I know that around DST changes many people explicitly not work over night to avoid these issues. Same with year changes and other situations where computing and time does not work properly. For instance overnight trains in Europe just wait for an hour and do nothing.


You store the local time and timezone. You show the value in whatever timezone the user configured the application.

If you store only Unix time, you don't have enough information. If you store both the Unix timestamp, the local time and the timezone, you have too much information. You can derive Unix time from local time and the timezone.

Ergo: store time with time zone.


> You store the local time and timezone. You show the value in whatever timezone the user configured the application.

Because local time is ambiguous. During DST changes local time can mean that it happens twice. Your calendar would have to show 4 AM twice for instance and if you want to make an appointment there you would have to select which one you actually mean, thus UTC + local time.

But granted, it does not happen often that people schedule appointments during DST switches, but certain professions have to so certain people already have to live with that.

> If you store both the Unix timestamp, the local time and the timezone, you have too much information.

Nope. That is incorrect. If I store local time only + timezone and someone sets a date during that transition window it's ambiguous. If I store the date in UTC only and remember the timezone that date was intended for I will not be able to account for changes in the timezone. For instance the legislation of the country could deactivate or change DST settings (which is not uncommon). In that case the timezone information of my operating system will change again and my appointment will move without my consent.

If I store both I can see if they are still in sync and if not, prefer the local time and rebase as necessary.


Oh, I see what you're referring to.

Yes, storing the local time and the timezone is not exactly what's enough, all that time I was thinking about the PostgreSQL timestamp with time zone type, which is preferable to use vs storing the Unix timestamp.

I guess we've been talking past each other, with me being the main culpable :)


Why not store the Unix timestamp and the timezone that was set when created? Then you can just as easily determine what the original local time was and also convert to whatever the current local time is.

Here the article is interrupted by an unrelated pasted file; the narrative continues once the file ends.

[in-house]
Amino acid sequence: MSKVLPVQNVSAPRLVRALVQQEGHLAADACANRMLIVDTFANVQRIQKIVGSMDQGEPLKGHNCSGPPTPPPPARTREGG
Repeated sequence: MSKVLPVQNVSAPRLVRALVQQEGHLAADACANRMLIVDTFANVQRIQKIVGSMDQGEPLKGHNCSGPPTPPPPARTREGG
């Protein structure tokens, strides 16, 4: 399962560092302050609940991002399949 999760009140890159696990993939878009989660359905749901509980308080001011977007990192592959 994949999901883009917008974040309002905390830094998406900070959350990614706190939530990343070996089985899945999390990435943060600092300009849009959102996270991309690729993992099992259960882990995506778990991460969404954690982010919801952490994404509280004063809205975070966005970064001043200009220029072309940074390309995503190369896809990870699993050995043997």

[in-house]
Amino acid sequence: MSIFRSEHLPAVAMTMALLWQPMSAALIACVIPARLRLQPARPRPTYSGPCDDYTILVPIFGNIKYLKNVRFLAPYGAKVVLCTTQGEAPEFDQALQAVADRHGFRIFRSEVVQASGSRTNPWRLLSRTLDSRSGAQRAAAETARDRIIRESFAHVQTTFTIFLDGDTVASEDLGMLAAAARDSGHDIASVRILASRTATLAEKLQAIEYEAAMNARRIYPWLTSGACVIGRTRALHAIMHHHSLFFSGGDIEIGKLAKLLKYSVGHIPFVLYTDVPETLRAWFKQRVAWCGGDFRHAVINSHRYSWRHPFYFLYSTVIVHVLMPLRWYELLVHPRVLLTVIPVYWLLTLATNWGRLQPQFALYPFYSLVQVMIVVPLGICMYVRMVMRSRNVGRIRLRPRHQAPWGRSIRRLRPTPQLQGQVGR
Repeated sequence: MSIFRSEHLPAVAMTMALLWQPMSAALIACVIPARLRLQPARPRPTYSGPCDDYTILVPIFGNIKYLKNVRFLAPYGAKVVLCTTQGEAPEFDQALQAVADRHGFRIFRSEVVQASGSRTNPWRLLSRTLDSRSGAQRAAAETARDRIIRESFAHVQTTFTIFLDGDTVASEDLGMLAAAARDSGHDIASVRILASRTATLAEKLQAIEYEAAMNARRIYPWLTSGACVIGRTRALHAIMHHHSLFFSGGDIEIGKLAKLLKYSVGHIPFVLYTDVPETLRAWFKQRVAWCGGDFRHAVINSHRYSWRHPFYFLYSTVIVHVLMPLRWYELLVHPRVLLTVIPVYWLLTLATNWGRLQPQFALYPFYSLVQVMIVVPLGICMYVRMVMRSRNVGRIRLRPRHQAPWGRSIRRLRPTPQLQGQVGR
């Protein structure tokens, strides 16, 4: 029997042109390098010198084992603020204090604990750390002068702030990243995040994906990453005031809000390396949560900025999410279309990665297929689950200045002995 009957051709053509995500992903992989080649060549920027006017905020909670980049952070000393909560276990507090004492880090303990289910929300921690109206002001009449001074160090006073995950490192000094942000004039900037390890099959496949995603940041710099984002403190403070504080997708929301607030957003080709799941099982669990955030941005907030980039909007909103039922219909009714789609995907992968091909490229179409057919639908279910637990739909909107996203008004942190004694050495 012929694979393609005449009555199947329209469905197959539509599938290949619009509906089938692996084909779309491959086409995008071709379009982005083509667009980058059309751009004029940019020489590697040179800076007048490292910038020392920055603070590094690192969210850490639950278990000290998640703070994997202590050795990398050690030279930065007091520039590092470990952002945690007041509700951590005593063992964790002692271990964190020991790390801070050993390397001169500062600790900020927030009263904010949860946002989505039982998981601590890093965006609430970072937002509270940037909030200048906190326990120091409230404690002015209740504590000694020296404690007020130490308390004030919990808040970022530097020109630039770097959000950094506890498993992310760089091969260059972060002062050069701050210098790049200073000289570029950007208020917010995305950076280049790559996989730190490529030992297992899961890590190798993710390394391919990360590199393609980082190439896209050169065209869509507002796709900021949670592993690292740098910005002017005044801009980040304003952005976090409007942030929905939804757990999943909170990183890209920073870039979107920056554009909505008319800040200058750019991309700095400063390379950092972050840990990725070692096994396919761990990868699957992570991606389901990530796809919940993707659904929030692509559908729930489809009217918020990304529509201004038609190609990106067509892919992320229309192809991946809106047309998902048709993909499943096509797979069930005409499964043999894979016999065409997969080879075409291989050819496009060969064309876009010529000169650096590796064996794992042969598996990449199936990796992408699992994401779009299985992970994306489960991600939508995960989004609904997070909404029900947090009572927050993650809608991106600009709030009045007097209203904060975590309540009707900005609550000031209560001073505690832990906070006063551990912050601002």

And you save yourself the misery of endless conversion when trying to compare anything internally.


Local time + timezone is not enough, because timezones change. For time in the past, including measurements of the current time, store something equivalent to UTC, e.g. time_t or ISO 8601. For times in the future, store local time and location, and do the location -> timezone lookup at rum time. Add an earlier/later disambiguation bit to deal with DST transitions and other ambiguities. Sadly no-one does it this way which is why you have problems like needing to fix all the copies of the TZ information in your Exchange server when TZ rules change. Because of this, the location to TZ database is an exercise for the reader...

http://fanf.livejournal.com/104586.html


And yet another good read is Erik Naggum's "The Long, Painful History of Time" http://naggum.no/lugm-time.html which describes better way for storing date(time)?s.


It seems such a shame that every new language has to learn this - I read a similar post relating to .Net a few years ago


I'm just bitten by this today: I was trying to get the time zone offset in Python to print the local time for an app.

Doing

    date +%z
in console gives me correct offset

    +0800
of China (we do not have DST anymore) while doing

    import time
    time.strftime('%z', time.localtime())
gives me

   +0706
WTF??!!! I can understand Python might not be able to get the correct timezone info from the system, but giving this kind of obviously incorrect offset is just dumb. Still searching for a solution other than manually configure Python code. If anyone knows why, I would be really glad for your help. Thanks in advance!


Use pytz.

  import pytz
  from datetime import datetime

  tz = pytz.timezone('Asia/Shanghai')
  tz.normalize(pytz.utc.localize(datetime.utcnow()).astimezone(tz))


Thanks for the response! I'm looking for a solution such that Python will go and load system's time zone and use that---it's a nightmare to deploy an app to multiple severs located in different timezone and I have to change the timezone in Python manually.


I'd just like to point out in reference to his Galileo quote that there would still be a need for time zones even if the sun revolved around the earth.


In Fantom we model DateTimes with both an absolute time in nanosecond ticks and a relative timezone:

http://fantom.org/doc/docLang/DateTime.html#dateTime

Works great for dealing with timestamps in absolute terms, but also when you need to deal with local time.


I have never heard any convincing argument (other than "we're already doing it") to use timezones or DSTs in the modern world. Can someone offer some articles or arguments?